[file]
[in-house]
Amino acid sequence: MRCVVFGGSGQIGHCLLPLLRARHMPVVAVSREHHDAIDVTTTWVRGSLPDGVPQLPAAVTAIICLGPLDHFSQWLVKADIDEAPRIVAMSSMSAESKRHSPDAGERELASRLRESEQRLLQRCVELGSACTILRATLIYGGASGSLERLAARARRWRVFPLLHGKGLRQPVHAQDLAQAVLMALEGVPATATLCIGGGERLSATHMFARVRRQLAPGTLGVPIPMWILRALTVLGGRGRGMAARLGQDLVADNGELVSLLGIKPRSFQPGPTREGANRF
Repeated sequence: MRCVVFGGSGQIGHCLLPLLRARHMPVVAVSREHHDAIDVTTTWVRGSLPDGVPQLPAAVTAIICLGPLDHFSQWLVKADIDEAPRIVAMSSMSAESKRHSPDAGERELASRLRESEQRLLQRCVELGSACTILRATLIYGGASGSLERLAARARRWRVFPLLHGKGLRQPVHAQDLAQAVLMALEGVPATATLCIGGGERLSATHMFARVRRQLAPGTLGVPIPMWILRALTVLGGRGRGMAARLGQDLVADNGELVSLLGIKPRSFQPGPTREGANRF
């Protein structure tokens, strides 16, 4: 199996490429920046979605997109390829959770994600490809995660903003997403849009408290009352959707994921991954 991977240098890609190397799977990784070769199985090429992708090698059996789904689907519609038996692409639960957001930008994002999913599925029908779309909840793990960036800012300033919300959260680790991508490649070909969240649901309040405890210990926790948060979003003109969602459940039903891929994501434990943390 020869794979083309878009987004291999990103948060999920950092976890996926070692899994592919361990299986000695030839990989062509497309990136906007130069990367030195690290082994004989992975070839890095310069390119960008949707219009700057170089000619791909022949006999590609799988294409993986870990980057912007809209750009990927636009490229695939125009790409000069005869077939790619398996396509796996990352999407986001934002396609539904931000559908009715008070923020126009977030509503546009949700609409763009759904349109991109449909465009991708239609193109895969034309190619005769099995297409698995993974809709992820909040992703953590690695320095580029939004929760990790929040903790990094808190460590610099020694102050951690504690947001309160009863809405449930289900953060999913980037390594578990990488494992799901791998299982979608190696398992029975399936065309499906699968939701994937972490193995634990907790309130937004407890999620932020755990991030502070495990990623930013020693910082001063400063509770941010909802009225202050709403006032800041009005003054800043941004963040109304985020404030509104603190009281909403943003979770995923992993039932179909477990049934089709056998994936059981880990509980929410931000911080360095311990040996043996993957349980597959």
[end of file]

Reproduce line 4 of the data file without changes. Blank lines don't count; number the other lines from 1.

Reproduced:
């Protein structure tokens, strides 16, 4: 199996490429920046979605997109390829959770994600490809995660903003997403849009408290009352959707994921991954 991977240098890609190397799977990784070769199985090429992708090698059996789904689907519609038996692409639960957001930008994002999913599925029908779309909840793990960036800012300033919300959260680790991508490649070909969240649901309040405890210990926790948060979003003109969602459940039903891929994501434990943390 020869794979083309878009987004291999990103948060999920950092976890996926070692899994592919361990299986000695030839990989062509497309990136906007130069990367030195690290082994004989992975070839890095310069390119960008949707219009700057170089000619791909022949006999590609799988294409993986870990980057912007809209750009990927636009490229695939125009790409000069005869077939790619398996396509796996990352999407986001934002396609539904931000559908009715008070923020126009977030509503546009949700609409763009759904349109991109449909465009991708239609193109895969034309190619005769099995297409698995993974809709992820909040992703953590690695320095580029939004929760990790929040903790990094808190460590610099020694102050951690504690947001309160009863809405449930289900953060999913980037390594578990990488494992799901791998299982979608190696398992029975399936065309499906699968939701994937972490193995634990907790309130937004407890999620932020755990991030502070495990990623930013020693910082001063400063509770941010909802009225202050709403006032800041009005003054800043941004963040109304985020404030509104603190009281909403943003979770995923992993039932179909477990049934089709056998994936059981880990509980929410931000911080360095311990040996043996993957349980597959």